Despite a slew of FCC fines and an impending move to satellite radio, The Howard Stern Show soldiers on. Recently Stern solicited intercourse from Richard Pryor's wife, suggesting they do it atop the wheelchair-bound comedian's lap. (She declined.) Tasteless to some, genius to others, Stern's show has been a cash cow since 2000 for 105.7 The Point (KPNT), its only vehicle in Missouri.
The top local morning-show ratings in the coveted 18-to-34 demographic will be up for grabs when Stern departs late this year. Unlike most of the 45 stations nationwide that air Stern's show, KPNT has yet to anoint a successor.
"It's just a wide-open gate right now," says Kyle Guderian, the station's marketing director. "We're considering anybody, everybody and everything that's available out there."
Make that anybody, everybody and everything except David Lee Roth. The former Van Halen frontman a newcomer to talk radio has already been announced as Stern's replacement in a number of markets on the east coast.
"My honest opinion on David Lee Roth is it's a big unknown," says KPNT program director Tommy Mattern. "I don't think we have great faith that it's gonna be an exciting, compelling show."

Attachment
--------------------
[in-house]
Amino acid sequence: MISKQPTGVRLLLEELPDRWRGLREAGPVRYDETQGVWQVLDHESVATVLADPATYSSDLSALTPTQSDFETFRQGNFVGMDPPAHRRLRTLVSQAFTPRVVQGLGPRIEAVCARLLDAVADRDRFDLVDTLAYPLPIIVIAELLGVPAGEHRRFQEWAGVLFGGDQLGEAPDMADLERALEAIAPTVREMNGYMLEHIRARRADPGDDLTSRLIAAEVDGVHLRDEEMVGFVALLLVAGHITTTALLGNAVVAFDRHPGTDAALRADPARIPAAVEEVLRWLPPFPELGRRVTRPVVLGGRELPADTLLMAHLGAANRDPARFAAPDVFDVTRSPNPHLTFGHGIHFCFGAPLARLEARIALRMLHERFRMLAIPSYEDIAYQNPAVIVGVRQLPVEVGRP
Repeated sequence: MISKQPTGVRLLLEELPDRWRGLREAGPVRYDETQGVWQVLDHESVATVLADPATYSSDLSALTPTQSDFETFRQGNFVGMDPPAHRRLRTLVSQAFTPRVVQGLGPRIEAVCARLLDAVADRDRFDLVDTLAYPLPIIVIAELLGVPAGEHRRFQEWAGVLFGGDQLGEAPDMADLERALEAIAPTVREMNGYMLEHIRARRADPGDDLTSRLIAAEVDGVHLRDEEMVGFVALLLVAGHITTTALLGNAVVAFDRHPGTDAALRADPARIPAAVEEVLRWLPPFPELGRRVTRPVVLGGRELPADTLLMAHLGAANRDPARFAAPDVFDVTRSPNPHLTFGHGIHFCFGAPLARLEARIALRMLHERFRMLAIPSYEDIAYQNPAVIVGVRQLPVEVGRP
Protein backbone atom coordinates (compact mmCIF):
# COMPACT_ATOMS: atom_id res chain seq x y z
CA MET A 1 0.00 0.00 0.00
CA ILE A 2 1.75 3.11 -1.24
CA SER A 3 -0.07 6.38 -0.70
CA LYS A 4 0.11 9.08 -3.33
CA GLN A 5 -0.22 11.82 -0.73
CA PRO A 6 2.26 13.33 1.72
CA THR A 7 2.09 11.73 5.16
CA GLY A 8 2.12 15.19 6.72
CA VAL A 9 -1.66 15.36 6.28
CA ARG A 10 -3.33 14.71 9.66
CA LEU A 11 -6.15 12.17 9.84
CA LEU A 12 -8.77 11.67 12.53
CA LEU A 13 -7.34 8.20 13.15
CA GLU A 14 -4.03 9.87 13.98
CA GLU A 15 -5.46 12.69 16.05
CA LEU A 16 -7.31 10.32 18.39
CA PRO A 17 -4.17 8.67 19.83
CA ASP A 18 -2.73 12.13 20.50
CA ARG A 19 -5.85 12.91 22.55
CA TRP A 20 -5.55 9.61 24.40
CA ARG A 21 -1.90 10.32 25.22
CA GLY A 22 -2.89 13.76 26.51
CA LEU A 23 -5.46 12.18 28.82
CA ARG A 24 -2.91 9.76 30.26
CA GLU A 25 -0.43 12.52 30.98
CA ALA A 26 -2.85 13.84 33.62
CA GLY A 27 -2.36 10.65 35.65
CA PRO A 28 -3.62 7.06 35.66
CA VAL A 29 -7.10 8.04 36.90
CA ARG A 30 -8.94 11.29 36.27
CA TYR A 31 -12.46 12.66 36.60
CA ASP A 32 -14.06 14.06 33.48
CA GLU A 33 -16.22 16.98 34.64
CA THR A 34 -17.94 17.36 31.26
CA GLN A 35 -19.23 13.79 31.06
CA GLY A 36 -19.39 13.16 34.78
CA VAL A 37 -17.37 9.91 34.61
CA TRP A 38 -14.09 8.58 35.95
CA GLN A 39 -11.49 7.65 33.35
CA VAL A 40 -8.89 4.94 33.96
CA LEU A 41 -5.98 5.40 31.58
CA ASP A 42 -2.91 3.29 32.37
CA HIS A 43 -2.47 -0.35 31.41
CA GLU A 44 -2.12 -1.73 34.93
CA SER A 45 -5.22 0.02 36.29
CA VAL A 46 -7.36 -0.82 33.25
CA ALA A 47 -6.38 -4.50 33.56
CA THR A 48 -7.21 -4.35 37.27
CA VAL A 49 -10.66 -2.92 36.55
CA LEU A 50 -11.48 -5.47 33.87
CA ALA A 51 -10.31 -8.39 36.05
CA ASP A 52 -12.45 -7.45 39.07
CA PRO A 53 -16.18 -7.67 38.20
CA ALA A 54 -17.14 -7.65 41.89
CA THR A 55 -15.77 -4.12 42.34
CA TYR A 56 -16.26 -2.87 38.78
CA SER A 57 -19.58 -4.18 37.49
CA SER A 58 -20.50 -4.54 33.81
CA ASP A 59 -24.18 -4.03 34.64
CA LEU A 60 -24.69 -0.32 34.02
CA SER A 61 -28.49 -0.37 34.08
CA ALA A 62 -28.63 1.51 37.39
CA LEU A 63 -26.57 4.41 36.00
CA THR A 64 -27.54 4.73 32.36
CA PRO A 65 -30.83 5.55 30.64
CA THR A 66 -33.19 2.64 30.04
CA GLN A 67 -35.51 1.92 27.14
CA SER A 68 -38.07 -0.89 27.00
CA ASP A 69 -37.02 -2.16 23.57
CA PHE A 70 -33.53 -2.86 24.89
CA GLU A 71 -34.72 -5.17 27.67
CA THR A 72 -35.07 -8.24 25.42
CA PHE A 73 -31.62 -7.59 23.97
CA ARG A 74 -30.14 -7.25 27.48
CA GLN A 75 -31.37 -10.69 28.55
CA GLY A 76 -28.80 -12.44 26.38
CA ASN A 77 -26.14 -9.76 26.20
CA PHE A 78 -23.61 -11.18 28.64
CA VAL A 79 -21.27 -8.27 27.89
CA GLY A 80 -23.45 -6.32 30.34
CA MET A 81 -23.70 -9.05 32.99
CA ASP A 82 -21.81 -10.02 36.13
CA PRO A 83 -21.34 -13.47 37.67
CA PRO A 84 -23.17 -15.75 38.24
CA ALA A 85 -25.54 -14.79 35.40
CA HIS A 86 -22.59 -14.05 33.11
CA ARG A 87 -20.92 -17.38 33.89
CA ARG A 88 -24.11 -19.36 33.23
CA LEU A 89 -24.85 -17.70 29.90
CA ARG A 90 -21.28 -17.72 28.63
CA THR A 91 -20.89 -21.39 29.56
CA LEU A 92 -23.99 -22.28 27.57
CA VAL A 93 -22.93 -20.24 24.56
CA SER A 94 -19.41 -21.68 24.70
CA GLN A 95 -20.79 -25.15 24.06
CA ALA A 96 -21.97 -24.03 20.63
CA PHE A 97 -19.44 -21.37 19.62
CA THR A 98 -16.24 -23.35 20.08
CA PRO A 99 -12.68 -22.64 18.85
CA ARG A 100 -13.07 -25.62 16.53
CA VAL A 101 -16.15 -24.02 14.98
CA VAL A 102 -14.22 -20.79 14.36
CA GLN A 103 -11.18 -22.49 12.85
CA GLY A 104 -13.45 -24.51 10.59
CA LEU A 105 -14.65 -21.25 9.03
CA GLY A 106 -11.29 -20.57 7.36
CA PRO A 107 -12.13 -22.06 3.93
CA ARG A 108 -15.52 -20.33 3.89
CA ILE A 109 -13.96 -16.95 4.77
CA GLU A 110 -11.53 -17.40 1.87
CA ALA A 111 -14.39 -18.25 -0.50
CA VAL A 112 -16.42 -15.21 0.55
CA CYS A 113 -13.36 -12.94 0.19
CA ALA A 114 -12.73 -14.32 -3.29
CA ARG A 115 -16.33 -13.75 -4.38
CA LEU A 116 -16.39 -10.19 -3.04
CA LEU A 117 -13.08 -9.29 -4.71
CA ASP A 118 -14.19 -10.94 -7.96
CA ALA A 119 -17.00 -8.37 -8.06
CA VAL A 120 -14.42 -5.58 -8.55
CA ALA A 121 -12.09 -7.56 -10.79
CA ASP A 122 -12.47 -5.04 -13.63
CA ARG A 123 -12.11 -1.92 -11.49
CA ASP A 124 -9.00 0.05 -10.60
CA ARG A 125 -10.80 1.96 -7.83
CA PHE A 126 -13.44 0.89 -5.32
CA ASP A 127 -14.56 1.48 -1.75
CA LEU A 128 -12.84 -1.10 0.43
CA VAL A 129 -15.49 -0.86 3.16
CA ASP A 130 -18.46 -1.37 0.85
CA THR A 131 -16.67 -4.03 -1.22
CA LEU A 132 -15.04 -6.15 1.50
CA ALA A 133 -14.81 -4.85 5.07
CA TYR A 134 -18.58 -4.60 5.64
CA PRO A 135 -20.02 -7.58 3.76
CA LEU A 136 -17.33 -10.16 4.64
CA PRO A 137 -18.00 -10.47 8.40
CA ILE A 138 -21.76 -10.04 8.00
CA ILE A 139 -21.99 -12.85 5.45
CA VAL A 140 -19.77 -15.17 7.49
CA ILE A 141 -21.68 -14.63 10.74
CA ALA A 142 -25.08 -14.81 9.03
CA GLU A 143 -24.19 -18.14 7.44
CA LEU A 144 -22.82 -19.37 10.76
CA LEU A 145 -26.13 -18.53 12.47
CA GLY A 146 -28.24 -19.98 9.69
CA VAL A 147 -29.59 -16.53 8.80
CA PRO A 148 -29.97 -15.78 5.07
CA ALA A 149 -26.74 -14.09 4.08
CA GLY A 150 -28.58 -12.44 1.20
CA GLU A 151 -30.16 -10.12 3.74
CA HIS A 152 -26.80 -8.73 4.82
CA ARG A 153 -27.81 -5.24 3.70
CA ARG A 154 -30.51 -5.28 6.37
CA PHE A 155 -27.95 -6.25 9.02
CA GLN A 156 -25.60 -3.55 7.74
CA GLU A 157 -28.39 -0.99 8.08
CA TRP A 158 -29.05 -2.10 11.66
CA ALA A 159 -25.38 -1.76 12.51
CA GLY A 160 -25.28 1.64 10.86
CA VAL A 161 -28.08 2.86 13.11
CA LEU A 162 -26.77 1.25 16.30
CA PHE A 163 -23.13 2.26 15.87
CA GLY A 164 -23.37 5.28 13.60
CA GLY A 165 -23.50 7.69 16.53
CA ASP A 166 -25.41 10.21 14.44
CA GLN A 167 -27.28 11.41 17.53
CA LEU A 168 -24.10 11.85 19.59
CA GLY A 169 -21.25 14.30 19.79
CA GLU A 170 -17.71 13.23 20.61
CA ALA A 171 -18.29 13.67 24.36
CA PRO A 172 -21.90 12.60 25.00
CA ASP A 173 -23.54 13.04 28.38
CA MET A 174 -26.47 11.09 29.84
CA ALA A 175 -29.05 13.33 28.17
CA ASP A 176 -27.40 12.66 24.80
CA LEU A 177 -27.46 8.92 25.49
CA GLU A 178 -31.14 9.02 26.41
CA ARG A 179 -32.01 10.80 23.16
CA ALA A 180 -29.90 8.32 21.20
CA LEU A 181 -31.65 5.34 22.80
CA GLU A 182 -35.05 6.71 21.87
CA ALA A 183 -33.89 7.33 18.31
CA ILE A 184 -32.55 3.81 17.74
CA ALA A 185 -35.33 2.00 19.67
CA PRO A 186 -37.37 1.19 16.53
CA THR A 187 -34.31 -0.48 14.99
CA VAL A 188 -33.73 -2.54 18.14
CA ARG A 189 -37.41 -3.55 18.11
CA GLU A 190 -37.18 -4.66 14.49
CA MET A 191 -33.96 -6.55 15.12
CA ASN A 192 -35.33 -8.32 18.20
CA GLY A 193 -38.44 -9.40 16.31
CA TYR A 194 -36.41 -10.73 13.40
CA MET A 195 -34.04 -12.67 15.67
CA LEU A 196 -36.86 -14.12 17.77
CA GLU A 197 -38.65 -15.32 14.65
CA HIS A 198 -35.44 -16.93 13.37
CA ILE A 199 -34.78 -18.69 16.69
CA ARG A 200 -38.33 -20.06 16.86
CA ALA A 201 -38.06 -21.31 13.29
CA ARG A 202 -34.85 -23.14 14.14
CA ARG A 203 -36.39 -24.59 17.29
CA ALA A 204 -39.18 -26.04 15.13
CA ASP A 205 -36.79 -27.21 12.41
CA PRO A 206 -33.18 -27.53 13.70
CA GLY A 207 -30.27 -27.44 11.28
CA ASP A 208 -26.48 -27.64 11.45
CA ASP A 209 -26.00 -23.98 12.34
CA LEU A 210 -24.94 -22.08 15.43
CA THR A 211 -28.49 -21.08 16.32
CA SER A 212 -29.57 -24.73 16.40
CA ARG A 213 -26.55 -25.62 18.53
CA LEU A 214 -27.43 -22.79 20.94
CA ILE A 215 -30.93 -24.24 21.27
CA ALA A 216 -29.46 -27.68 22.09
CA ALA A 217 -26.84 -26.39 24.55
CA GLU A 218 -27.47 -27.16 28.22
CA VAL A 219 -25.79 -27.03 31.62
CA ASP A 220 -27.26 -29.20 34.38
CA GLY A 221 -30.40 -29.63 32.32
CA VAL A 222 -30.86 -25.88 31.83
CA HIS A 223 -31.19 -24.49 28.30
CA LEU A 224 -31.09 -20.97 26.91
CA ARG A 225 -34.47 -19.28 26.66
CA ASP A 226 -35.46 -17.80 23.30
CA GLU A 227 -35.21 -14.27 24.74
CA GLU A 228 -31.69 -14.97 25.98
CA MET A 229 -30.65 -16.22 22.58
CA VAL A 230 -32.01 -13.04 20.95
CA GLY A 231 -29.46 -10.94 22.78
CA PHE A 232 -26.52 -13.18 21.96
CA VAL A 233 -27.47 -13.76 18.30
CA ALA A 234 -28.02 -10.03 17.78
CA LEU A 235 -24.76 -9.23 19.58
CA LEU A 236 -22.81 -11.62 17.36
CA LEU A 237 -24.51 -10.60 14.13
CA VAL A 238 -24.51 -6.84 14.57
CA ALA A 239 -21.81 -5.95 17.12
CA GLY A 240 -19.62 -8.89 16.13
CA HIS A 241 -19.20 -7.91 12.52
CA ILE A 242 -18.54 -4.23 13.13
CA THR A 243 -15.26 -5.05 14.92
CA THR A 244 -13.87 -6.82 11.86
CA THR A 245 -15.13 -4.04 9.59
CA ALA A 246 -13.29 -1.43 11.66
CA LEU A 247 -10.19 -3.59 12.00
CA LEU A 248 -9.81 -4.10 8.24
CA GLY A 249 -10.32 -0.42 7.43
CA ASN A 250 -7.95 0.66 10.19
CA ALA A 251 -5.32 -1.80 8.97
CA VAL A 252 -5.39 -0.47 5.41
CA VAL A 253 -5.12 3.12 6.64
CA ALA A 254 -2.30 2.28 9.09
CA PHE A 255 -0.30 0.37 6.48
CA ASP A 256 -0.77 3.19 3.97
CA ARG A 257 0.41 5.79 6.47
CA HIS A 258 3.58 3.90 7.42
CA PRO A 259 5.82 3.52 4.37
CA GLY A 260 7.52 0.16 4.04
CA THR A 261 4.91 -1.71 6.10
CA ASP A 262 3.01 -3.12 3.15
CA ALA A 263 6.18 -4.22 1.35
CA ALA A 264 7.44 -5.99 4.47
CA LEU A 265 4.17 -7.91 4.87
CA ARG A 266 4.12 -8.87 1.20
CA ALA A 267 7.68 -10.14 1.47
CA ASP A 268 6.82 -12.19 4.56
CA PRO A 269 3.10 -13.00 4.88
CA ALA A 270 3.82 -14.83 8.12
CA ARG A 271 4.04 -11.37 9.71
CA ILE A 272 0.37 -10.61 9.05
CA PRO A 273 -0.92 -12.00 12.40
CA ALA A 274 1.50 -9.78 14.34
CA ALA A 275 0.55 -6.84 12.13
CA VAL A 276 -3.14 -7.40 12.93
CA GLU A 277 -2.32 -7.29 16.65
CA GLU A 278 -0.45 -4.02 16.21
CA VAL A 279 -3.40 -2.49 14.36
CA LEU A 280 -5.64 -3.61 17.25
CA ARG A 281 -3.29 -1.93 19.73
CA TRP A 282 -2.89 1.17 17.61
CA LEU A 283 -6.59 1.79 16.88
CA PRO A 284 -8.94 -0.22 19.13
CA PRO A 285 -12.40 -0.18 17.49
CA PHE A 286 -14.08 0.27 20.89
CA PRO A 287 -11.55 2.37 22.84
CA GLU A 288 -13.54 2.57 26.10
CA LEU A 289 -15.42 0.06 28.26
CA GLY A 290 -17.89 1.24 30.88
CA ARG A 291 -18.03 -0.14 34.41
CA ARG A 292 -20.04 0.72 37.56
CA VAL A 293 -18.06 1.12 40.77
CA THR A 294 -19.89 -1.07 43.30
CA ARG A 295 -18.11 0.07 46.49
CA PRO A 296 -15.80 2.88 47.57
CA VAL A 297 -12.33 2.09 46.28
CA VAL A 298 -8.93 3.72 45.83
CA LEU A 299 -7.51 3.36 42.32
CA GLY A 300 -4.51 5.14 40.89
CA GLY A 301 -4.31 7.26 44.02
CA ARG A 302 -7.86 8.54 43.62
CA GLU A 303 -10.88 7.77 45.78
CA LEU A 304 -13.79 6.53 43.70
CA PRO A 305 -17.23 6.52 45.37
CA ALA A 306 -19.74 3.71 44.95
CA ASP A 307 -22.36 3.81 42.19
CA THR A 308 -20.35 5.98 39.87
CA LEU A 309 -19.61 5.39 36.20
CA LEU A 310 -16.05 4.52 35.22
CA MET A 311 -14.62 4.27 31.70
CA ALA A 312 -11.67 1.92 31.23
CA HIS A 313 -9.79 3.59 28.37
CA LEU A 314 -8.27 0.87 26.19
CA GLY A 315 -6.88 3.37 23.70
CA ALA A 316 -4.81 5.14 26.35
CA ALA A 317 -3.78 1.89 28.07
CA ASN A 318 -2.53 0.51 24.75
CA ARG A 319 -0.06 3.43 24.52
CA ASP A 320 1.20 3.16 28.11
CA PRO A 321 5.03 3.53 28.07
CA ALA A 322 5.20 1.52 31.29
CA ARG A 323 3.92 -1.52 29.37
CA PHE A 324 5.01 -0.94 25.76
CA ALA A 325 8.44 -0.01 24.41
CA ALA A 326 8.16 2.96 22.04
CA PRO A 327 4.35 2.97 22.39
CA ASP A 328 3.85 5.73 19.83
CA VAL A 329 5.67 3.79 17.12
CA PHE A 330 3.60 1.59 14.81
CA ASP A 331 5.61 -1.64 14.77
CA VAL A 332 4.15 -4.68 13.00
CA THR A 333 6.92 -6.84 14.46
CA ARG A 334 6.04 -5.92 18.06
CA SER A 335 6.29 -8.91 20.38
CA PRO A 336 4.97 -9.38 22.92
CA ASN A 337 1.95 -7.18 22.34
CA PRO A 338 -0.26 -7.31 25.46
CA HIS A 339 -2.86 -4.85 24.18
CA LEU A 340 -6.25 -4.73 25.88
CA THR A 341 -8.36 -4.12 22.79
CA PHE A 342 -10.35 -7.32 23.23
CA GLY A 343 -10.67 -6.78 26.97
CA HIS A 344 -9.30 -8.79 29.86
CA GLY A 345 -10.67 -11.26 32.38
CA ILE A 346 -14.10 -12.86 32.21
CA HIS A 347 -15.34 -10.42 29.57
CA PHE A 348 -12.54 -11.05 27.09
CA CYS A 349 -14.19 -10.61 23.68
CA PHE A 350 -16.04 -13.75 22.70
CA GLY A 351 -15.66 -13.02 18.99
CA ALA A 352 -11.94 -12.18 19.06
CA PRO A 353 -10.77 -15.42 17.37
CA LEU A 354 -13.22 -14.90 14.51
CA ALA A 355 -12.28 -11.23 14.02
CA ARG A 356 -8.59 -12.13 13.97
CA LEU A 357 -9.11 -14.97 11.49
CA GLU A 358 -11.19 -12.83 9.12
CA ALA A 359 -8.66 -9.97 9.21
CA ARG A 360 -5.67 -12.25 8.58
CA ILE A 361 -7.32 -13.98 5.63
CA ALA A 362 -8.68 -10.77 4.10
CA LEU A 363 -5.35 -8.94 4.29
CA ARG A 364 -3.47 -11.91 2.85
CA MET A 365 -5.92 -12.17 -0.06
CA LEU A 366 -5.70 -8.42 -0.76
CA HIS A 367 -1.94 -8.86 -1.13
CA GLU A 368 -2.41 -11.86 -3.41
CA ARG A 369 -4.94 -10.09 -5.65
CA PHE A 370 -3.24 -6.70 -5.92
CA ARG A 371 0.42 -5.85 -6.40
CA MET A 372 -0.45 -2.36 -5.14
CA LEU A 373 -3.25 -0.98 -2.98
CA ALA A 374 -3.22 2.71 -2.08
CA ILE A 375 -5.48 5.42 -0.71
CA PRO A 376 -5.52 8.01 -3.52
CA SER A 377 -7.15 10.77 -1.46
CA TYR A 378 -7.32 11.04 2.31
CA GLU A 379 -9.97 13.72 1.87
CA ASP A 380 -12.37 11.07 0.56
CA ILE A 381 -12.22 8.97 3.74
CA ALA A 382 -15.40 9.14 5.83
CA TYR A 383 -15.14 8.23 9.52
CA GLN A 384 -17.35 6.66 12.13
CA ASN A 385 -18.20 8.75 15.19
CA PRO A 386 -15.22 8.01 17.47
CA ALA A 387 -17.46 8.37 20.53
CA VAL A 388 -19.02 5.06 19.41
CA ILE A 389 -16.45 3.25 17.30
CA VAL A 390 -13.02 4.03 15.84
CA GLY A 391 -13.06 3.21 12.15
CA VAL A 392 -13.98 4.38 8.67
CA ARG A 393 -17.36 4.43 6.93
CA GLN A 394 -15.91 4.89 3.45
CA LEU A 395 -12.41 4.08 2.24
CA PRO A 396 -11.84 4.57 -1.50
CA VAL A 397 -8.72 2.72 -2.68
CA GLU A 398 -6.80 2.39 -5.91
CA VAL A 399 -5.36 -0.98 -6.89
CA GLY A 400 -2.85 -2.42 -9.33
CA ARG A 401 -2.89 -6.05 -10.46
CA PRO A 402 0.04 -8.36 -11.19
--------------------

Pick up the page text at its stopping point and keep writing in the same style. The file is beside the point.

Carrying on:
His first choice, Mattern says, would have been comedian Adam Carolla, whose new radio show seems to be the consensus choice to replace Stern in west-coast markets.
"He did a great job with Loveline, that we air here at the Point. He's a celebrity, he fits the demo. If you look at his show The Man Show that pretty much appeals to 18-to-34 men and adults, and that's our primary focus."
The problem is that he'll broadcast from Los Angeles, two hours behind St. Louis time. "He wouldn't start until 8 a.m. our time, and we wouldn't want to replay his show the next day," Guderian explains.
Mattern says the station is considering local talent. He won't name names, other than to narrow down the roster to "people that have been on the air [in St. Louis] before." A syndicated out-of-town possibility is Rover's Morning Glory, which originates in Cleveland and which achieved national press last year when one of its regulars stuck his tongue in a bug zapper.
Will Stern's replacement bring in Stern-like cash?
"Maybe," says Mattern. "It's kind of a Catch-22 with Howard: There's obviously a lot of clients that won't advertise with him because they believe his content is too edgy, like McDonald's. When he signs off, we'll probably recoup a lot of those dollars. So I think it kind of washes out."
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